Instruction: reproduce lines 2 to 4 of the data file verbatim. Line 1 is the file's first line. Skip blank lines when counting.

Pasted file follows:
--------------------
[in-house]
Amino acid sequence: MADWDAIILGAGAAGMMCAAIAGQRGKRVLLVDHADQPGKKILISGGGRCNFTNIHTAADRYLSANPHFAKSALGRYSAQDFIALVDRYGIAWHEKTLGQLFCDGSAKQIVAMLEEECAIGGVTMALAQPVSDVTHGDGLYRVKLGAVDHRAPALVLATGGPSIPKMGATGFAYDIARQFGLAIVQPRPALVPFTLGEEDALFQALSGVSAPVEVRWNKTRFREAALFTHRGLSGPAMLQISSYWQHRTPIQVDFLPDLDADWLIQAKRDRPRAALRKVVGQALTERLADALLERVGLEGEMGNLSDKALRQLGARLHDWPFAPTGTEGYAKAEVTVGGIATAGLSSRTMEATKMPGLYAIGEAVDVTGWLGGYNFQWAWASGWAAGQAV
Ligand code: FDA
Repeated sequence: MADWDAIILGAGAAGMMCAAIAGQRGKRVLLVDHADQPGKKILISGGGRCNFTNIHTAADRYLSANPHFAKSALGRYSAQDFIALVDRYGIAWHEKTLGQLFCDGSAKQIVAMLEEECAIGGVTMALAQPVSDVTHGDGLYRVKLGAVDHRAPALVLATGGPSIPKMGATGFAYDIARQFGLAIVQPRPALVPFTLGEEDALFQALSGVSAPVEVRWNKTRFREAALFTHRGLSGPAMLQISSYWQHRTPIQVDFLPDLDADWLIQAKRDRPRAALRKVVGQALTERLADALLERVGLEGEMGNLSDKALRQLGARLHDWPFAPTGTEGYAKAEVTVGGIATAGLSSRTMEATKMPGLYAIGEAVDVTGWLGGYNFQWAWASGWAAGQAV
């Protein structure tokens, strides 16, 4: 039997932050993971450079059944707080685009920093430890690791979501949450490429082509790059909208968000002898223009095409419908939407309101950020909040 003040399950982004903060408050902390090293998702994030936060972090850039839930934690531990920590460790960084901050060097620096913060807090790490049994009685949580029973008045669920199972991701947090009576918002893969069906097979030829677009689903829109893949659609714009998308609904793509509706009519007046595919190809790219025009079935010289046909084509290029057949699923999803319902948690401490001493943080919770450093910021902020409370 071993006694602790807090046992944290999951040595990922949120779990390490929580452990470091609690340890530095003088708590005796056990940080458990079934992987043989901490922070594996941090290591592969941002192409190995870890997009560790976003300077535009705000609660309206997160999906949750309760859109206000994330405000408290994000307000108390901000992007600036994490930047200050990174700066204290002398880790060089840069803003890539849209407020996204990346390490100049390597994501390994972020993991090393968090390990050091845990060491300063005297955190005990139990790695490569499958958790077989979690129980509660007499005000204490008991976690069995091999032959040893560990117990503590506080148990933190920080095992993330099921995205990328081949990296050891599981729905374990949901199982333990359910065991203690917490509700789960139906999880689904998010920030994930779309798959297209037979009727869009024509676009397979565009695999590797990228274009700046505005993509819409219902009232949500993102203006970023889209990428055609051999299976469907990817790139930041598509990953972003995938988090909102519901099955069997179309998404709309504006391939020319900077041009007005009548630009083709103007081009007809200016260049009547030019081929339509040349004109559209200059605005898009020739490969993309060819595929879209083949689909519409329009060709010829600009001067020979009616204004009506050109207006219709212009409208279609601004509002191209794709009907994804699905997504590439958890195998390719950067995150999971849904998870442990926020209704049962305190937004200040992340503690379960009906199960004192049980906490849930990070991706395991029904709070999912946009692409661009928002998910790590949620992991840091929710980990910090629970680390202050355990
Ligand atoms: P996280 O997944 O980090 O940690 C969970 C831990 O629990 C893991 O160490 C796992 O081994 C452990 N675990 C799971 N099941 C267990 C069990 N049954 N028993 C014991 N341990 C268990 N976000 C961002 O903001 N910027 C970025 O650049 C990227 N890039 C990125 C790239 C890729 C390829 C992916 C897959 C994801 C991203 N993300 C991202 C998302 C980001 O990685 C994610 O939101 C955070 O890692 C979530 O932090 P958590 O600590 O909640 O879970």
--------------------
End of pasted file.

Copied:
Amino acid sequence: MADWDAIILGAGAAGMMCAAIAGQRGKRVLLVDHADQPGKKILISGGGRCNFTNIHTAADRYLSANPHFAKSALGRYSAQDFIALVDRYGIAWHEKTLGQLFCDGSAKQIVAMLEEECAIGGVTMALAQPVSDVTHGDGLYRVKLGAVDHRAPALVLATGGPSIPKMGATGFAYDIARQFGLAIVQPRPALVPFTLGEEDALFQALSGVSAPVEVRWNKTRFREAALFTHRGLSGPAMLQISSYWQHRTPIQVDFLPDLDADWLIQAKRDRPRAALRKVVGQALTERLADALLERVGLEGEMGNLSDKALRQLGARLHDWPFAPTGTEGYAKAEVTVGGIATAGLSSRTMEATKMPGLYAIGEAVDVTGWLGGYNFQWAWASGWAAGQAV
Ligand code: FDA
Repeated sequence: MADWDAIILGAGAAGMMCAAIAGQRGKRVLLVDHADQPGKKILISGGGRCNFTNIHTAADRYLSANPHFAKSALGRYSAQDFIALVDRYGIAWHEKTLGQLFCDGSAKQIVAMLEEECAIGGVTMALAQPVSDVTHGDGLYRVKLGAVDHRAPALVLATGGPSIPKMGATGFAYDIARQFGLAIVQPRPALVPFTLGEEDALFQALSGVSAPVEVRWNKTRFREAALFTHRGLSGPAMLQISSYWQHRTPIQVDFLPDLDADWLIQAKRDRPRAALRKVVGQALTERLADALLERVGLEGEMGNLSDKALRQLGARLHDWPFAPTGTEGYAKAEVTVGGIATAGLSSRTMEATKMPGLYAIGEAVDVTGWLGGYNFQWAWASGWAAGQAV